Doodle one family group of Ancestors
Doodling your ancestors is a fun way to get to know them, that they were real people. It’s a great way to teach your family about their lives, their struggles and their examples. It’s also fun for families to find out where they get some of their own traits. Two of my aunts had red hair. Their parents both had brown hair, but their grandmother, Henrietta (from my last post) had red hair.
There are a few ways you can go about doing this activity.
Print off the My Family Portrait printable from the FREE Printable page.
Make enough copies for everyone participating.
Look at your family tree and decide whose family you’d like to doodle. You can doodle the entire family like I did or each person in your family can pick one ancestor family member to doodle. Label your doodle with their names and ages. Take turns telling stories about them while your kids or grandkids color their doodles.
I chose Henrietta’s family from 1882. This was the year life became incredibly difficult for them. I am a terrible doodler. but that’s not the point. The point is too show you that you don’t have to be an artist or even kinda good at drawing. Also, to show you to just do it! It’s fun to see them come to life, imperfect as they are.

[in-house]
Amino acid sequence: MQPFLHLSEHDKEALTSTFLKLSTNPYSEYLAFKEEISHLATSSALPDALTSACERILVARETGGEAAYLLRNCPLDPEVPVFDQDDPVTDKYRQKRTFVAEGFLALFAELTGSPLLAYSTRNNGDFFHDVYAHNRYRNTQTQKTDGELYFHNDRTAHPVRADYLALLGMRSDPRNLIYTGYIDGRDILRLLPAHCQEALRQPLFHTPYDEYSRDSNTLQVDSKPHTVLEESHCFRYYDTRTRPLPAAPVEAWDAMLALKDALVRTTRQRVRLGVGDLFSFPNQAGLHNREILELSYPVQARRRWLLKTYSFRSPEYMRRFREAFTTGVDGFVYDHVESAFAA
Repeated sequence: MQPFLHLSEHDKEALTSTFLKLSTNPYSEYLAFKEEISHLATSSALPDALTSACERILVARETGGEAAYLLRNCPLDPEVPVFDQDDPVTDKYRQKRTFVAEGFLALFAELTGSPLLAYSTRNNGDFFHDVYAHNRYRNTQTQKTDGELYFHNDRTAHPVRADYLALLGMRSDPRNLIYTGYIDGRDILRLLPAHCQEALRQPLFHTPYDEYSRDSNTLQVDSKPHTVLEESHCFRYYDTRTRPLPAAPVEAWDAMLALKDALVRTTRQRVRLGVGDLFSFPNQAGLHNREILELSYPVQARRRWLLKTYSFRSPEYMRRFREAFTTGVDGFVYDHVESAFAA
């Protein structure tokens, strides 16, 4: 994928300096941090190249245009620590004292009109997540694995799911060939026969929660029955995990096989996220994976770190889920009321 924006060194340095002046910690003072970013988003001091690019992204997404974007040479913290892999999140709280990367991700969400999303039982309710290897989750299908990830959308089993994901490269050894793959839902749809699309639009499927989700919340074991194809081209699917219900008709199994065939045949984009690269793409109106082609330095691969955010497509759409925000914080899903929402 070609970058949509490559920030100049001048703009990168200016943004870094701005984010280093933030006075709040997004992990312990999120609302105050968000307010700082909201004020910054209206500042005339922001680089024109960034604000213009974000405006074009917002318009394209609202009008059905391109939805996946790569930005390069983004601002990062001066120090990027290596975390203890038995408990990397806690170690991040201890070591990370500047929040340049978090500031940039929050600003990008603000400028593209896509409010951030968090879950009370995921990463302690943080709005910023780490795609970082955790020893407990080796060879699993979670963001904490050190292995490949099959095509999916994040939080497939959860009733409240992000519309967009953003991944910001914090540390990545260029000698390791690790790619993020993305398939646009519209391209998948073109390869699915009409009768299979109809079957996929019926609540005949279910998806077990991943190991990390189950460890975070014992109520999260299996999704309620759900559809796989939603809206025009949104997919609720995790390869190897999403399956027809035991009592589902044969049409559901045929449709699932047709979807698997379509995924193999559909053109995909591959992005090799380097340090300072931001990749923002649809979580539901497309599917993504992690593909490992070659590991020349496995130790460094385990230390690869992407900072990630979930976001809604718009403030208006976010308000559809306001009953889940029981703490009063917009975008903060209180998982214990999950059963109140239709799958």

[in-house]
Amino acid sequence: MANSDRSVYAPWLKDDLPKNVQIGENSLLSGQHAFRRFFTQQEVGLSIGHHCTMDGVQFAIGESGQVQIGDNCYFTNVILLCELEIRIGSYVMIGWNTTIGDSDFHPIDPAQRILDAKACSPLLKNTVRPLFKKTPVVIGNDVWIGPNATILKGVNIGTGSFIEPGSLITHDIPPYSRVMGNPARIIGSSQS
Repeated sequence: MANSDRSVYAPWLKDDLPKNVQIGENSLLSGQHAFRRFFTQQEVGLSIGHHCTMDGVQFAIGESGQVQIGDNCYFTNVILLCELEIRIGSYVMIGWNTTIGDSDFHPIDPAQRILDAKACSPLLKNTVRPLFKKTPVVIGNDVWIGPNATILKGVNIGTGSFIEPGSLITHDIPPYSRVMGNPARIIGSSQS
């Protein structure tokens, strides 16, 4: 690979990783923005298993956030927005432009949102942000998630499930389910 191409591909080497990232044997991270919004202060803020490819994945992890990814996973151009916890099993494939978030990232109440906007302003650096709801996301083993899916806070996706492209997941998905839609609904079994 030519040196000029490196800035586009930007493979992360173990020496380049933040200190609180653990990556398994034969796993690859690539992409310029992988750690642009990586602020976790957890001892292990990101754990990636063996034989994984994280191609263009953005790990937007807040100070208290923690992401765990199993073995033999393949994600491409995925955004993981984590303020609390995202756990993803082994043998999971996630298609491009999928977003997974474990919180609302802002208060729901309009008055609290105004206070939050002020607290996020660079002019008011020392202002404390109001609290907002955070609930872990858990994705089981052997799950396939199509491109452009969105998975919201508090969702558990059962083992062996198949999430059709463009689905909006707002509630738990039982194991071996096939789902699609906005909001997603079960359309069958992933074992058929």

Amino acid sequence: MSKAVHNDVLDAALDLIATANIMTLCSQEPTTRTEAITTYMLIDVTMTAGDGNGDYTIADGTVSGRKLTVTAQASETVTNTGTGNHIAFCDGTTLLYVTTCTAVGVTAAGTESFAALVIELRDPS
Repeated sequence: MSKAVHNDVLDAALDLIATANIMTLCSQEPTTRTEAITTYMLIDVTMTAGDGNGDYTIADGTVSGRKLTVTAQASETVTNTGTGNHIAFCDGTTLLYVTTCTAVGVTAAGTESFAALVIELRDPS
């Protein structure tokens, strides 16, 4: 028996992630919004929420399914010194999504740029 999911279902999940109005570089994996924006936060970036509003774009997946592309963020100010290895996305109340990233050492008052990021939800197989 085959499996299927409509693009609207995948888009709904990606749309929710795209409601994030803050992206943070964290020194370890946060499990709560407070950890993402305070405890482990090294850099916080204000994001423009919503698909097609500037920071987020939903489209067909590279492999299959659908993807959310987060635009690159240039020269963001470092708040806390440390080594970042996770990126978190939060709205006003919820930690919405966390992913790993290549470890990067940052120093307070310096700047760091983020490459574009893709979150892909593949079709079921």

I drew John, the father, with a quivering smile. Obviously, something is wrong. No one knew why he left. He just disappeared. It was learned, years later, that he passed away near Blackfoot, Idaho. He could’ve had depression, he could’ve decided he’d had enough farming, who knows.
The youngest child, Grace, was 6 months old. Henrietta and her six kids had to keep a 50-acre farm going just to survive. Her bishop called her to be a midwife in their ward in Murray, Utah in 1882. She took the midwife course, gone all day for 6 months. Every morning she’d hitch up her wagon and drive ten miles into town to attend class and back home again. That alone took most of her day. Then she studied all night.
The oldest daughter, Mary, age 11, became the mom. She was caregiver of the smaller children and baby Grace. All of the kids had to work. They grew up fast. Henrietta delivered babies and nursed others for 20 years. As Mary grew, she learned from her mom and also became a midwife. She worked alongside her mother.
In 1901, Henrietta contracted Tuberculosis from one of her patients and died in early 1902. Baby Grace, now 21, took care of her mother until her death, then Grace also contracted TB and died in 1903.
The reason I like to think on their tragic story is because of their examples. Henrietta never said a disparaging word about John. I’m sure she must’ve shed many tears, but never in front of her children. There must’ve been many sleepless nights when she wondered what she was going to do. How would they make ends meet? She worked, and all of her kids worked. It took their whole family pulling together to survive.
So here is the Challenge:
Doodle one of your ancestor families, and share their story.
If you’d like to, please feel free to share it on our Facebook Page.